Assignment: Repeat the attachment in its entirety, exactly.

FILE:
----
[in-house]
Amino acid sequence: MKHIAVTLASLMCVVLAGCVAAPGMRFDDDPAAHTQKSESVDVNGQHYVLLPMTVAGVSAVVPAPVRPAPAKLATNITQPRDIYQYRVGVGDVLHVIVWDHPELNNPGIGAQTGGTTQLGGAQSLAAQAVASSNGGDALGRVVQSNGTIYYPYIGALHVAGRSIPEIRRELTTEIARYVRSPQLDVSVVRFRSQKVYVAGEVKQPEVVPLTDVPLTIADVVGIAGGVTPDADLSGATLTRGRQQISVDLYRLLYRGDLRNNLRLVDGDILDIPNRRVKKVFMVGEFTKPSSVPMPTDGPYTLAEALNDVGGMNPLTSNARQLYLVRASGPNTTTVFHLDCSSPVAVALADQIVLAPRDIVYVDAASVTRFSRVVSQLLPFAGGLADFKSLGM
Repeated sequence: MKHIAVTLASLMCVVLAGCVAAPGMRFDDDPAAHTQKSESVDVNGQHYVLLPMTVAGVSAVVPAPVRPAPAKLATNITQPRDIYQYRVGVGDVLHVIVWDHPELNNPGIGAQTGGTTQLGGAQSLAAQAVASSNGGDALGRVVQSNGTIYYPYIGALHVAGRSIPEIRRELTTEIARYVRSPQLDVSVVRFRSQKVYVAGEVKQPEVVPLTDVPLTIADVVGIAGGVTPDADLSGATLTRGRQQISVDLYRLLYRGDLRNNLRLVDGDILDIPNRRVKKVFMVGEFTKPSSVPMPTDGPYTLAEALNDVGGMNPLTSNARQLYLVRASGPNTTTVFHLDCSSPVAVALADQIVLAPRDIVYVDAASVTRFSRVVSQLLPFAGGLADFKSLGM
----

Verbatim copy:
[in-house]
Amino acid sequence: MKHIAVTLASLMCVVLAGCVAAPGMRFDDDPAAHTQKSESVDVNGQHYVLLPMTVAGVSAVVPAPVRPAPAKLATNITQPRDIYQYRVGVGDVLHVIVWDHPELNNPGIGAQTGGTTQLGGAQSLAAQAVASSNGGDALGRVVQSNGTIYYPYIGALHVAGRSIPEIRRELTTEIARYVRSPQLDVSVVRFRSQKVYVAGEVKQPEVVPLTDVPLTIADVVGIAGGVTPDADLSGATLTRGRQQISVDLYRLLYRGDLRNNLRLVDGDILDIPNRRVKKVFMVGEFTKPSSVPMPTDGPYTLAEALNDVGGMNPLTSNARQLYLVRASGPNTTTVFHLDCSSPVAVALADQIVLAPRDIVYVDAASVTRFSRVVSQLLPFAGGLADFKSLGM
Repeated sequence: MKHIAVTLASLMCVVLAGCVAAPGMRFDDDPAAHTQKSESVDVNGQHYVLLPMTVAGVSAVVPAPVRPAPAKLATNITQPRDIYQYRVGVGDVLHVIVWDHPELNNPGIGAQTGGTTQLGGAQSLAAQAVASSNGGDALGRVVQSNGTIYYPYIGALHVAGRSIPEIRRELTTEIARYVRSPQLDVSVVRFRSQKVYVAGEVKQPEVVPLTDVPLTIADVVGIAGGVTPDADLSGATLTRGRQQISVDLYRLLYRGDLRNNLRLVDGDILDIPNRRVKKVFMVGEFTKPSSVPMPTDGPYTLAEALNDVGGMNPLTSNARQLYLVRASGPNTTTVFHLDCSSPVAVALADQIVLAPRDIVYVDAASVTRFSRVVSQLLPFAGGLADFKSLGM